Saketharaman was successful in his attempt to introduce variations in tempo while rendering the kritis.
S. Saketharaman’s singing for Mudhra Fine Arts at the Infosys Auditorium, in the Ramakrishna Mission School, was truly sensational, as he came pretty close to balancing emotional expression with technical virtuosity. The hallmark of his recital was the accent on an energetic display of variations of many shades.
The proof of the pudding was the opening varnam in ragam Kedaragowla ‘Saami Dayajooda,’ which he presented in different tempos. After a sketch of ragam Mayamalavagowla, he took up Tyagaraja’s ‘Meru Samaana.’ The niraval on ‘Galamuna Sobillu Kanakabhooshanamuna,’ was followed by some breath-taking spell of improvisation for three to four minutes. There was no looking back thereafter.
His exposition of ragam Chandrajyoti was met with an equally spirited response from the violinist H.N. Bhaskar – the pre-eminent disciple of the distinguished violin maestro the late M.S. Gopalakrishnan. The composition was Tyagaraja’s ‘Sasivadana Bhakta Janaavanaa,’ set to Adi talam. The kalpanaswaram was again in equally brisk pace, exactly as the song itself was.
Saketharaman soon found himself in the rather unusual situation: of receiving a listener’s request rather early in the concert. His response was prompt and he sang the song, ‘Rakshamam Saranagatham,’ written by Bangalore Negara, also known as Meenakshi Suther, in ragam Nattai. Clearly, the choice from the audience was by no means ordinary. The latter piece was the lone departure from what was probably a predetermined effort by the artist to showcase Tyagaraja in the performance.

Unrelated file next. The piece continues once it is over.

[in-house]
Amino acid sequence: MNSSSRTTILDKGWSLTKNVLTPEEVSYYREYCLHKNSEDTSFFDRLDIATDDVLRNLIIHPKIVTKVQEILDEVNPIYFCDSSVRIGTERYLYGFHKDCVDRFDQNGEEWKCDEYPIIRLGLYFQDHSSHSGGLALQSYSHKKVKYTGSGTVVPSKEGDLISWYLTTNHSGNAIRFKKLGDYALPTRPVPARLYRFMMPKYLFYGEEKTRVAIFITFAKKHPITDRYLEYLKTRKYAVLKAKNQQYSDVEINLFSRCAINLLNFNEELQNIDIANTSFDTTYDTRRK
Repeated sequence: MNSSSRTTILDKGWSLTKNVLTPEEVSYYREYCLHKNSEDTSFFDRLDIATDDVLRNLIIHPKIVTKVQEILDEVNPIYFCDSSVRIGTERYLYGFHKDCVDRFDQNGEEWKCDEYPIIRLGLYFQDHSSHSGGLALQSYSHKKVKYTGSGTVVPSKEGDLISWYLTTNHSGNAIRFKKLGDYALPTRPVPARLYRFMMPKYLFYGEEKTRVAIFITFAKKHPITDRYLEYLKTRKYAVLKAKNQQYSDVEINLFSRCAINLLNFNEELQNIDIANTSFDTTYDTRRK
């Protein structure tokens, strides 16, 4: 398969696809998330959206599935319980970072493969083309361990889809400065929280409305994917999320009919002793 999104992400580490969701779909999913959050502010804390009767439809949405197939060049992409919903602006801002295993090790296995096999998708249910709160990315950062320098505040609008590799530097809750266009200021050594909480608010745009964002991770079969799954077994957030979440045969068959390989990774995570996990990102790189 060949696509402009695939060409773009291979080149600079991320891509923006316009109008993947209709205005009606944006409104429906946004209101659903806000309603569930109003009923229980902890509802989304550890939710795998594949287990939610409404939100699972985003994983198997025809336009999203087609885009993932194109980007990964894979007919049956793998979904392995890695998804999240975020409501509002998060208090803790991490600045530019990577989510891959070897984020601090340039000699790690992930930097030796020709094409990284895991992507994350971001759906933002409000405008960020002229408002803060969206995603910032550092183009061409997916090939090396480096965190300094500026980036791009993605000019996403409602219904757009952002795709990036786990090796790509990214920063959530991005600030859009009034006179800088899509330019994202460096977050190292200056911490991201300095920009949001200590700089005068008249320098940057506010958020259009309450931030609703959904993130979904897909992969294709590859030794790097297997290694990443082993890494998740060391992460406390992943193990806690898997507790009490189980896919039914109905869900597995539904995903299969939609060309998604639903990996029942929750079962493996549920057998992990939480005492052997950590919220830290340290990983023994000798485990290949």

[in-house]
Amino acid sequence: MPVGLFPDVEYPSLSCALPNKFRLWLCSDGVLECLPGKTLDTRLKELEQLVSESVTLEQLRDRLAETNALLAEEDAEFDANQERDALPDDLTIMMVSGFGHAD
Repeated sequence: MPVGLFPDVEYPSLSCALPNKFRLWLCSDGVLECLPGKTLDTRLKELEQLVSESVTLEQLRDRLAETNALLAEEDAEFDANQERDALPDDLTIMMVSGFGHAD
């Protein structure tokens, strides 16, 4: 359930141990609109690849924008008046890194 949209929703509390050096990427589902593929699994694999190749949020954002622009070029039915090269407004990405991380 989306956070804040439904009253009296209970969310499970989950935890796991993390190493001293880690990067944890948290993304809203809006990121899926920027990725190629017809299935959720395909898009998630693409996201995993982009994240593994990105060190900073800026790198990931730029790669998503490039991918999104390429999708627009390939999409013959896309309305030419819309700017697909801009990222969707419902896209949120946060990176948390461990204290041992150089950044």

Saketharaman’s alapana of ragam Khambodi comprised slow, subtle and nuanced phrases in the middle and higher octaves. He eventually raised the tempo. He thus consolidated on the momentum built up over the past 90 minutes or thereabouts in the recital.
The rendition of Tyagaraja’s ‘Maa Janaki,’ the niraval and improvisations followed a predictable sequence. The lengthy percussion duet of V.V. Ramanamurthy on the mridangam and Dr. S. Karthick on the ghatam rivalled the other performers. Saketharaman’s frequent attempt to introduce variation in mood and tempo was achieved to a great extent in the Suddhasaveri kriti, ‘Thaye Tripurasundari.’
The Ragam Tanam Pallavi was presented in Desh. The lyrics for the pallavi: ‘Raghuveeram, Raghavam, Ramam Bhajami,’ were set to Handajaati triputa taalam. The raagamalika comprised Aanandabhairavi, Vaasanthi and Shyamkalyan. Bharatidasan’s song ‘Thunbam Nergayil’ also in ragam Desh was followed by the concluding tillana.